Browse Encyclopedia by Alphabet
The Catholic Encyclopedia is the most comprehensive resource on Catholic teaching, history, and information ever gathered in all of human history. This easy-to-search online version was originally printed in fifteen hardcopy volumes.
Designed to present its readers with the full body of Catholic teaching, the Encyclopedia contains not only precise statements of what the Church has defined, but also an impartial record of different views of acknowledged authority on all disputed questions, national, political or factional. In the determination of the truth the most recent and acknowledged scientific methods are employed, and the results of the latest research in theology, philosophy, history, apologetics, archaeology, and other sciences are given careful consideration.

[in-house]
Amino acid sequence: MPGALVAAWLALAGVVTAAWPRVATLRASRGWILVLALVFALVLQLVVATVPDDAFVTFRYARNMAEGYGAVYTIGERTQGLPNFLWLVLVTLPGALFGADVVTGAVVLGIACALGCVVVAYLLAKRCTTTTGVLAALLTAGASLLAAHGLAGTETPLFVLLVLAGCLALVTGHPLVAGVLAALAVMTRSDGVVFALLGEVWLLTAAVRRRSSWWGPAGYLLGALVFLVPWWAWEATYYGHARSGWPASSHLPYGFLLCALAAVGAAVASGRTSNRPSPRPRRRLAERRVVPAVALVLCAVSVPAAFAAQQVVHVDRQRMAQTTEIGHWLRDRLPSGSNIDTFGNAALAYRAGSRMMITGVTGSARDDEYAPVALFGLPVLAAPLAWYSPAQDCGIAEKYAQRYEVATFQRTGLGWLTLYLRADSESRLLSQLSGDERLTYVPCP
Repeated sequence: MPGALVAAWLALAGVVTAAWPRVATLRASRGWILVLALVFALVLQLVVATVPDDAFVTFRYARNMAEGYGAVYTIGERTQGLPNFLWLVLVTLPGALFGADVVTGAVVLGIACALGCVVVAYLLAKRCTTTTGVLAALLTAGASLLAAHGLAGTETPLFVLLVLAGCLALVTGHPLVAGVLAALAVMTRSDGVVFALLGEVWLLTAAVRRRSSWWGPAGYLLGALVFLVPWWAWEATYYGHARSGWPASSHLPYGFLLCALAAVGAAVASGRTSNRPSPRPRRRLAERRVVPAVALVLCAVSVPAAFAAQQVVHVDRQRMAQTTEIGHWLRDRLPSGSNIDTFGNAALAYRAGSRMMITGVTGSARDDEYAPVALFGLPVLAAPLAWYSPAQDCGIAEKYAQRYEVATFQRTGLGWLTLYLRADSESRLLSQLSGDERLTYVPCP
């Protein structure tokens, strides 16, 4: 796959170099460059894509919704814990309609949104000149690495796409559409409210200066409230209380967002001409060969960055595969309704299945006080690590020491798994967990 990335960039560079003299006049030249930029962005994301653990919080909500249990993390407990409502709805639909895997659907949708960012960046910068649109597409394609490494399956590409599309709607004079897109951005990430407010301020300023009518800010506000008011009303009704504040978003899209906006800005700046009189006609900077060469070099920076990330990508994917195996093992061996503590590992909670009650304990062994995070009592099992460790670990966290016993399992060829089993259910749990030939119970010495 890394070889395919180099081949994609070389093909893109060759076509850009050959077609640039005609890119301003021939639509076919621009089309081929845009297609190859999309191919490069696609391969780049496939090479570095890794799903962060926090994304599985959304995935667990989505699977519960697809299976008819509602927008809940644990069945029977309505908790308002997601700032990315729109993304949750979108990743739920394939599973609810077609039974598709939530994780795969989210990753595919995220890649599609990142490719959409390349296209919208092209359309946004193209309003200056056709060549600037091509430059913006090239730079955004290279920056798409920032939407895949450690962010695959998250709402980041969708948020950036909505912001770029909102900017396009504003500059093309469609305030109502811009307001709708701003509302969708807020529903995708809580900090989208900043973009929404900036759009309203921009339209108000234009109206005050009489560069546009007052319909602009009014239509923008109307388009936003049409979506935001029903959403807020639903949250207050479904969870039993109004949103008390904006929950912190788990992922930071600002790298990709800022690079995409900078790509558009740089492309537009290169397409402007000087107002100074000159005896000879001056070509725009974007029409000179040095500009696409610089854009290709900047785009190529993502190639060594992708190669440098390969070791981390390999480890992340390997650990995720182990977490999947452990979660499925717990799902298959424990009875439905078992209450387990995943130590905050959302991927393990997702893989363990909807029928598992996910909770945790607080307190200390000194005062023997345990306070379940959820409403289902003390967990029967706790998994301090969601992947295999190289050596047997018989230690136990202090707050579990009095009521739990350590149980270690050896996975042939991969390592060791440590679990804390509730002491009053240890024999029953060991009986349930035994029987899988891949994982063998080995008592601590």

No one who is interested in human history, past and present, can ignore the Catholic Church, either as an institution which has been the central figure in the civilized world for nearly two thousand years, decisively affecting its destinies, religious, literary, scientific, social and political, or as an existing power whose influence and activity extend to every part of the globe. In the past century the Church has grown both extensively and intensively among English-speaking peoples. Their living interests demand that they should have the means of informing themselves about this vast institution, which, whether they are Catholics or not, affects their fortunes and their destiny.
Browse the Catholic Encyclopedia by Topic
Copyright © Catholic Encyclopedia. Robert Appleton Company New York, NY. Volume 1: 1907; Volume 2: 1907; Volume 3: 1908; Volume 4: 1908; Volume 5: 1909; Volume 6: 1909; Volume 7: 1910; Volume 8: 1910; Volume 9: 1910; Volume 10: 1911; Volume 11: - 1911; Volume 12: - 1911; Volume 13: - 1912; Volume 14: 1912; Volume 15: 1912
Catholic Online Catholic Encyclopedia Digital version Compiled and Copyright © Catholic Online